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Tuesday, May 15, 2012

‘God Bless America’: A Road Trip/Killing Spree Comedy

God Bless America:  3 out of 5

Frank: I wish I was a super-genius inventor and could come up with a way to make a telephone into an explosive device that was triggered by the American Superstarz voting number. The battery could explode and leave a mark on the face, so I could know who to avoid talking to before they even talked.
I have seen and heard a lot of Bobcat Goldthwait lately, as he has been promoting his newest film, God Bless America.  Having retired from stand-up comedy nearly a decade ago, with his eyes set on being a filmmaker, he’s since made some interesting (and quite good) dark comedies; including Sleeping Dogs Lie and World’s Greatest Dad (Robin Williams is great in that movie).  I like Bobcat Goldthwait.  Listening to him now, he is very honest, funny, and brash in a good sort of way.  It is unfortunate that God Bless America is not a better film.  It certainly has a lot on its mind in regards to the state of America’s fascination with reality television, among other things, but the film does not come together as strongly as it could.  There are enough good bits in it overall to make it something worth checking out for a person that wants to enjoy a decent dark comedy/satire, it just could have been more.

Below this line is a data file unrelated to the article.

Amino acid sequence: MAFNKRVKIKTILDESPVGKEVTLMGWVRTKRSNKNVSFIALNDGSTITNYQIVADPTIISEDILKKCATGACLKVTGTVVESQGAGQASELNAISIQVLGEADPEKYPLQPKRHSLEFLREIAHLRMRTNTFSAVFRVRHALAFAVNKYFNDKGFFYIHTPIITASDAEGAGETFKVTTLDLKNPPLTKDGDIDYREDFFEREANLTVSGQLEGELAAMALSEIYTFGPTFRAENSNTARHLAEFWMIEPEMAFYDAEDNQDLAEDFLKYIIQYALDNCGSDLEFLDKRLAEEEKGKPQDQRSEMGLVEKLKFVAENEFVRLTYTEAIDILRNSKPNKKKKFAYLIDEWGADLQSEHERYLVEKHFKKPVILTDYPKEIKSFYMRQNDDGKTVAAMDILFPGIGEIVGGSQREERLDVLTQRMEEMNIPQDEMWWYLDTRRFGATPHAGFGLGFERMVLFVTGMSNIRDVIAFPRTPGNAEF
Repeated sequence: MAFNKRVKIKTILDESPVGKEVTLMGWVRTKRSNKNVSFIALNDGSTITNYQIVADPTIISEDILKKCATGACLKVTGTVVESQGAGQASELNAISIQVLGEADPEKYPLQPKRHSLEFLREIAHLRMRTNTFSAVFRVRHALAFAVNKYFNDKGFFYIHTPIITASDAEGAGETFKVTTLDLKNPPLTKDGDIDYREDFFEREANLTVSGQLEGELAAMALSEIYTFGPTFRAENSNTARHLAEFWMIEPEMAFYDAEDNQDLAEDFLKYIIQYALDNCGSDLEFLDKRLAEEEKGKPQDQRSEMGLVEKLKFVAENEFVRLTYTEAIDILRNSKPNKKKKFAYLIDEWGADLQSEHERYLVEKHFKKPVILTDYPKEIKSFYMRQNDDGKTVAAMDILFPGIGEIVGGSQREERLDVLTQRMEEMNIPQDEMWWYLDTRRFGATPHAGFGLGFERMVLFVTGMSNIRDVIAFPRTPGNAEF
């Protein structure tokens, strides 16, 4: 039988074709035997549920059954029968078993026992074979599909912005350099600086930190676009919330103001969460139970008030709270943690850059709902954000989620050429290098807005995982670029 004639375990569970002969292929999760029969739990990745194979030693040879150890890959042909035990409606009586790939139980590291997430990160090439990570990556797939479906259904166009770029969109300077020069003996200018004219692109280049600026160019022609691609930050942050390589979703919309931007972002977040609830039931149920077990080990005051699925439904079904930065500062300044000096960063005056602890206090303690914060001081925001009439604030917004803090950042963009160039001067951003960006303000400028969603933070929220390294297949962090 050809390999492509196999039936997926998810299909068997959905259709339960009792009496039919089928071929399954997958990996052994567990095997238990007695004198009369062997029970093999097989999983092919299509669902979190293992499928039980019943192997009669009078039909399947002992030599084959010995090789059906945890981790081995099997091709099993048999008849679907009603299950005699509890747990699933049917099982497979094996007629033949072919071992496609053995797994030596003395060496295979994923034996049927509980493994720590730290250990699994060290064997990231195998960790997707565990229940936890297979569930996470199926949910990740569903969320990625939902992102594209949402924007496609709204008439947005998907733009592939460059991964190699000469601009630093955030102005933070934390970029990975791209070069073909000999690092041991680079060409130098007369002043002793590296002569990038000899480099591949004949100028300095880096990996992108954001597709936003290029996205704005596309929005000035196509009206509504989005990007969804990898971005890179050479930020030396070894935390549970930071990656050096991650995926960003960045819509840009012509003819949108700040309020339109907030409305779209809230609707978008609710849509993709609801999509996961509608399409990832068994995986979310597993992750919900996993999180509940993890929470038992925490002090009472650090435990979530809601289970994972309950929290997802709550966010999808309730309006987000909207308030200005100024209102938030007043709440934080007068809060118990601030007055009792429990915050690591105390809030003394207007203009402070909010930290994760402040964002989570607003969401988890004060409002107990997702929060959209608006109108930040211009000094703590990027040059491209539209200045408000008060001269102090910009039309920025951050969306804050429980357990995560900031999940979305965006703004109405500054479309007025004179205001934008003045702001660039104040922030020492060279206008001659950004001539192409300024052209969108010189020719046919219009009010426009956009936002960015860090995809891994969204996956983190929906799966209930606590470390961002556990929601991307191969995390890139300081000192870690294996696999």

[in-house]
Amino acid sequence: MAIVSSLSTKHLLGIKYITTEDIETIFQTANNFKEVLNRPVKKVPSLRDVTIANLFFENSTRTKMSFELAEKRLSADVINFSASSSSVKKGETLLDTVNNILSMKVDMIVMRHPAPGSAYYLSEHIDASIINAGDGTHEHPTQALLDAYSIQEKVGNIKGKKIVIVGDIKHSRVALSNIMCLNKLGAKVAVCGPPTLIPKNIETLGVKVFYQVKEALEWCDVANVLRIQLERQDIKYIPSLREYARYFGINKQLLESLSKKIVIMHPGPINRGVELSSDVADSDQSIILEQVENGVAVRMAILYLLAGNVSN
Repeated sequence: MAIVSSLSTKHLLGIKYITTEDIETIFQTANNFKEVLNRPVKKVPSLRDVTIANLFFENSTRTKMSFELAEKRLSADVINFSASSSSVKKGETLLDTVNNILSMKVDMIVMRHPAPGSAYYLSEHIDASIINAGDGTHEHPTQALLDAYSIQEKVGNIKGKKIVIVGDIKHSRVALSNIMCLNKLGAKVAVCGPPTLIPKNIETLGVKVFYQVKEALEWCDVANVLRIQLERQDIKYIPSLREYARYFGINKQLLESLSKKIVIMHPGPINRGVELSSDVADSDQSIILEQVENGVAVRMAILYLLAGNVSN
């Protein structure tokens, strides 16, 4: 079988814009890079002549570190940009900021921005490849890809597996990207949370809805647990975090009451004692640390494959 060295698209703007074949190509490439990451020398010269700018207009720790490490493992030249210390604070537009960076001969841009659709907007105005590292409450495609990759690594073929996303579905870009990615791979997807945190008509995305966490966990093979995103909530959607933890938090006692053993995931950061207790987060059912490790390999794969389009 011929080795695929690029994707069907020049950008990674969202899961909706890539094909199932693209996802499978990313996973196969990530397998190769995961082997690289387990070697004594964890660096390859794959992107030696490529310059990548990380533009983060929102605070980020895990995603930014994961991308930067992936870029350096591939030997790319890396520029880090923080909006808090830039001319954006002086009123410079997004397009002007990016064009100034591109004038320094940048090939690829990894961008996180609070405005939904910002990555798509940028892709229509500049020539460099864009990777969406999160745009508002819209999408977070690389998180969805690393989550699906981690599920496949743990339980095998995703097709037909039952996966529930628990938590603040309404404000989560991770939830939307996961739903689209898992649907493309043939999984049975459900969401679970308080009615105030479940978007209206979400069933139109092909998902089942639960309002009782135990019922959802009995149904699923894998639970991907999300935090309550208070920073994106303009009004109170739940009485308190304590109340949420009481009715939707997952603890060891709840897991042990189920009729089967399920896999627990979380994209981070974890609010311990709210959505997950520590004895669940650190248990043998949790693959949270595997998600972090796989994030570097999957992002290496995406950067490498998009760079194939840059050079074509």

The film stars Joel Murray as the ever-embittered Frank.  That may be a bit strong.  Frank has been having it rough dealing with what the rest of the country seems to enjoy.  We get a glimpse of all the nonsense Frank tries to avoid, as he skips through a bunch of reality TV shows (not too far removed from ones that actually exist), while up late due to his annoying neighbors putting in no effort to keep their baby quiet.  During one terrible day, we see the extent of what Frank puts up with.  On this day, Frank first tries to deal with his ex-wife and his spoiled daughter, who wants no involvement with her father, because he is poor.  Later, after ranting about how stupid reality television is, Frank is fired from his job and diagnosed with a brain tumor.  As I said, it is a terrible day.  After Frank arrives back at home, he decides that maybe suicide is his only escape.